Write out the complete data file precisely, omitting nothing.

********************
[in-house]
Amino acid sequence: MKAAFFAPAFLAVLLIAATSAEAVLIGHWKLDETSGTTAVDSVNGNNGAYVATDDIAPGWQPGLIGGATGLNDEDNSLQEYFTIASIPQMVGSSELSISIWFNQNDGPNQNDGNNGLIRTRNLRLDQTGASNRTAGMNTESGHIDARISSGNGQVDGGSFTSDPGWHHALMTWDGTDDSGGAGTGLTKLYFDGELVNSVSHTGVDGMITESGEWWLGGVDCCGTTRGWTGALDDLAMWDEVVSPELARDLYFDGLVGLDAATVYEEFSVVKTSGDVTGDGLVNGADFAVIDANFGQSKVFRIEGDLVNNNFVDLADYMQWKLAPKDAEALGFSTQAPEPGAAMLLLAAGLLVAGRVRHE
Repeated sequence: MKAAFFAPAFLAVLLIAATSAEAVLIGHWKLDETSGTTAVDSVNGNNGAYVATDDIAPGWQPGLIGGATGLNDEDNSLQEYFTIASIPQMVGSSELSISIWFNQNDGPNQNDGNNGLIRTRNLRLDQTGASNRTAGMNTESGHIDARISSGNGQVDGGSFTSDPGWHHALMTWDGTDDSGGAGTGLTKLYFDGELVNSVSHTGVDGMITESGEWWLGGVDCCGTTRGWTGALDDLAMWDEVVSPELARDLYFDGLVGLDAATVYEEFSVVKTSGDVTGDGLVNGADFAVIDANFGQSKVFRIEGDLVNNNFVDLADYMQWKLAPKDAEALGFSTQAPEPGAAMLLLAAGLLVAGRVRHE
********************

[in-house]
Amino acid sequence: MKAAFFAPAFLAVLLIAATSAEAVLIGHWKLDETSGTTAVDSVNGNNGAYVATDDIAPGWQPGLIGGATGLNDEDNSLQEYFTIASIPQMVGSSELSISIWFNQNDGPNQNDGNNGLIRTRNLRLDQTGASNRTAGMNTESGHIDARISSGNGQVDGGSFTSDPGWHHALMTWDGTDDSGGAGTGLTKLYFDGELVNSVSHTGVDGMITESGEWWLGGVDCCGTTRGWTGALDDLAMWDEVVSPELARDLYFDGLVGLDAATVYEEFSVVKTSGDVTGDGLVNGADFAVIDANFGQSKVFRIEGDLVNNNFVDLADYMQWKLAPKDAEALGFSTQAPEPGAAMLLLAAGLLVAGRVRHE
Repeated sequence: MKAAFFAPAFLAVLLIAATSAEAVLIGHWKLDETSGTTAVDSVNGNNGAYVATDDIAPGWQPGLIGGATGLNDEDNSLQEYFTIASIPQMVGSSELSISIWFNQNDGPNQNDGNNGLIRTRNLRLDQTGASNRTAGMNTESGHIDARISSGNGQVDGGSFTSDPGWHHALMTWDGTDDSGGAGTGLTKLYFDGELVNSVSHTGVDGMITESGEWWLGGVDCCGTTRGWTGALDDLAMWDEVVSPELARDLYFDGLVGLDAATVYEEFSVVKTSGDVTGDGLVNGADFAVIDANFGQSKVFRIEGDLVNNNFVDLADYMQWKLAPKDAEALGFSTQAPEPGAAMLLLAAGLLVAGRVRHE